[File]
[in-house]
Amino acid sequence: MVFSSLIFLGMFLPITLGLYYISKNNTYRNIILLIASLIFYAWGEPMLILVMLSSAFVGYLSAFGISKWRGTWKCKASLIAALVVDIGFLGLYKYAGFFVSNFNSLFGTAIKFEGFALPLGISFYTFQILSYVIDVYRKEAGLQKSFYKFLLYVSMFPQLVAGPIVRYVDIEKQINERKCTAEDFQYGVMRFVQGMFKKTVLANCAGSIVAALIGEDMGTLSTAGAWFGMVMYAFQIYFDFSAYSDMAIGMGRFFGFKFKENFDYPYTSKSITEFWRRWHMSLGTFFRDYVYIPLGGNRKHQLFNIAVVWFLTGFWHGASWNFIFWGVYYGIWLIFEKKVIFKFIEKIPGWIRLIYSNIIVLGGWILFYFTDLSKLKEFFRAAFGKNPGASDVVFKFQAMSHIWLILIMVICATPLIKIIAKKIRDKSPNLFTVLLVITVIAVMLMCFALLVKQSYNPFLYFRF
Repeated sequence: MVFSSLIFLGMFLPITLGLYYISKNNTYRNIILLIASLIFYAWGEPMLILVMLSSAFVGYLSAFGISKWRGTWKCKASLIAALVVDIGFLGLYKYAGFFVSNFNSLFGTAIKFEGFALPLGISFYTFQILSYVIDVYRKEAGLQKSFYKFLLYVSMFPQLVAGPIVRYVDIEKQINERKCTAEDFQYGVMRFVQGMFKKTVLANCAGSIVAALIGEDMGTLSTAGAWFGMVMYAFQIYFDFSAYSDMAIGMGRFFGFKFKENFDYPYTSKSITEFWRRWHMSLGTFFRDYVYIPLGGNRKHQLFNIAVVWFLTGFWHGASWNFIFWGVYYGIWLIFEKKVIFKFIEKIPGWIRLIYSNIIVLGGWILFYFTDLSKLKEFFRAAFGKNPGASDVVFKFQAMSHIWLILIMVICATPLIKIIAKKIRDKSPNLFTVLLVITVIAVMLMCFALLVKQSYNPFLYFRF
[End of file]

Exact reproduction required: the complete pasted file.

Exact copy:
[in-house]
Amino acid sequence: MVFSSLIFLGMFLPITLGLYYISKNNTYRNIILLIASLIFYAWGEPMLILVMLSSAFVGYLSAFGISKWRGTWKCKASLIAALVVDIGFLGLYKYAGFFVSNFNSLFGTAIKFEGFALPLGISFYTFQILSYVIDVYRKEAGLQKSFYKFLLYVSMFPQLVAGPIVRYVDIEKQINERKCTAEDFQYGVMRFVQGMFKKTVLANCAGSIVAALIGEDMGTLSTAGAWFGMVMYAFQIYFDFSAYSDMAIGMGRFFGFKFKENFDYPYTSKSITEFWRRWHMSLGTFFRDYVYIPLGGNRKHQLFNIAVVWFLTGFWHGASWNFIFWGVYYGIWLIFEKKVIFKFIEKIPGWIRLIYSNIIVLGGWILFYFTDLSKLKEFFRAAFGKNPGASDVVFKFQAMSHIWLILIMVICATPLIKIIAKKIRDKSPNLFTVLLVITVIAVMLMCFALLVKQSYNPFLYFRF
Repeated sequence: MVFSSLIFLGMFLPITLGLYYISKNNTYRNIILLIASLIFYAWGEPMLILVMLSSAFVGYLSAFGISKWRGTWKCKASLIAALVVDIGFLGLYKYAGFFVSNFNSLFGTAIKFEGFALPLGISFYTFQILSYVIDVYRKEAGLQKSFYKFLLYVSMFPQLVAGPIVRYVDIEKQINERKCTAEDFQYGVMRFVQGMFKKTVLANCAGSIVAALIGEDMGTLSTAGAWFGMVMYAFQIYFDFSAYSDMAIGMGRFFGFKFKENFDYPYTSKSITEFWRRWHMSLGTFFRDYVYIPLGGNRKHQLFNIAVVWFLTGFWHGASWNFIFWGVYYGIWLIFEKKVIFKFIEKIPGWIRLIYSNIIVLGGWILFYFTDLSKLKEFFRAAFGKNPGASDVVFKFQAMSHIWLILIMVICATPLIKIIAKKIRDKSPNLFTVLLVITVIAVMLMCFALLVKQSYNPFLYFRF